“We expect to see profitability in the back half of the year,” Ardrey said.

Last year, net income totaled $7.8 million, compared to a 2023 loss of $59.7 million in 2022, though earnings over the last five years or so has been declining. The stock has been trading around $5.90 and has a 52-week high of $8.35.

Challenges notwithstanding, Ardrey, who previously served as president of home furnishings and seasonal decor at catalogue company Grandin Road, said, “For the size of this company, there is high brand awareness, and really positive sentiment. The foundations of the company are strong,” she said, adding that it operates with discipline, has a “highly engaged” team, strong balance sheet with no debt and a “robust” technology platform.

“A lot of times when you come into a turnaround, some of those foundations are not so strong. We did have those strong foundations to build upon so we can really concentrate on the front end.”

The company has strengthened its focus on 35- to 54-year-old women who are shopping for herself, her daughter and her mother in a lot of cases, Ardrey said. “Focusing in that range is where we want to be. We used to say we were eight to 80. We were just too wide.”

With the New Day changes, the assortment is “still very recognizable Vera Bradley,” Ardrey said. “But there’s a lot of new, intriguing, upgraded, improved fabrics, leathers and color, and certainly the prints and our quilted cotton printed bag that we’re known for but there are lots of other more popular and modern silhouettes and fabrics.” There are also less choices, for easier shopping. A less is more approach.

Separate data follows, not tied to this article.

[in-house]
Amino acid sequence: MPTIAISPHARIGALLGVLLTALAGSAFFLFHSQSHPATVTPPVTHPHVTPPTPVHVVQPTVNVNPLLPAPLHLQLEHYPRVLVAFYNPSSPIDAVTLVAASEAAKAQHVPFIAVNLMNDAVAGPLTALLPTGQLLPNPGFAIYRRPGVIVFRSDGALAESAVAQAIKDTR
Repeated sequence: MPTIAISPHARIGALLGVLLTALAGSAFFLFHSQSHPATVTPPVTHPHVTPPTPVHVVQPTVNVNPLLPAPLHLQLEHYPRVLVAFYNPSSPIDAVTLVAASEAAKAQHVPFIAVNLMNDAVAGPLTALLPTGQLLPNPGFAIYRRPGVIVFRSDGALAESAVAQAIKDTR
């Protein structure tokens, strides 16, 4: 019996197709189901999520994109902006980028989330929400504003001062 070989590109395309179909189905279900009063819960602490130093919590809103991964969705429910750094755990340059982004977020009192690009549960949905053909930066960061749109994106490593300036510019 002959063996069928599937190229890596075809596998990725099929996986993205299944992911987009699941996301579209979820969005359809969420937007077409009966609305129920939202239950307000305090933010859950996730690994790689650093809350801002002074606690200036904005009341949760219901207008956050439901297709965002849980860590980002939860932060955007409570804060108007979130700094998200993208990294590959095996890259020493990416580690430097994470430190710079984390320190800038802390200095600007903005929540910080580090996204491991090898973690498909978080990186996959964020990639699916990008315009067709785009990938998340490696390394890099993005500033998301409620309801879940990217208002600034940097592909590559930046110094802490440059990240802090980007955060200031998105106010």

The logo, the CEO explained, is inspired by the stems of the flowers Vera Bradley researches to develop its floral designs and colors. The new logo is green, rounded and softer in shape than the old black and white logo.

“For a product transformation,” Ardrey said, “you always start with fabric, your core raw materials. The team came to me and said, ‘We want to upgrade our cotton and make it softer. We want this new cotton gabardine. I looked at it, felt it and said, ‘I don’t think we can afford this,’ and they said, ‘Just leave it to us.’ And with our sourcing team, our manufacturers and the fabric mills, we actually got that fabric to a place where we could afford it and keep our price points the same. And in some cases, we’ve actually reduced a few price points on important items.”

Vera Bradley is also introducing a new nylon, which “has a bit of shine, takes color incredibly well” and versatile for casual or less casual situations, the CEO said. She also singled out the introduction of a softer, supple pebbled leather.

In addition, “We eliminated the hardware in a lot of places to keep the look very soft. We developed a “friendship knot” for adjusting straps, Ardrey said.

Vera Bradley is displaying several new crossbodies, created a section for its latest tote styles and is offering scarves and charms to personalize looks. The scarves are designed to wear separate or tied around the bags, to give a hint of print in contrast to solid-colored bags.

“We recognize that not everybody wants to carry a print bag,” Ardrey said. “Sometimes it’s just about having great solid colors in a run of different fabrics but we also want to offer that little pop of print and color for people as well.”

On the selling floors, “Our customers told us there’s been too much there. So we are merchandising the stores in a much more creative way,” Ardrey said. “There’s a spirit of discovery in the store that was not there before.”

A solid-colored backpack from the remade Vera Bradley collection.

A solid-colored backpack from the remade Vera Bradley collection.

Courtesy image

Image 2 1

Vera Bradley has updated its collection while retaining its longstanding floral approach.

Courtesy image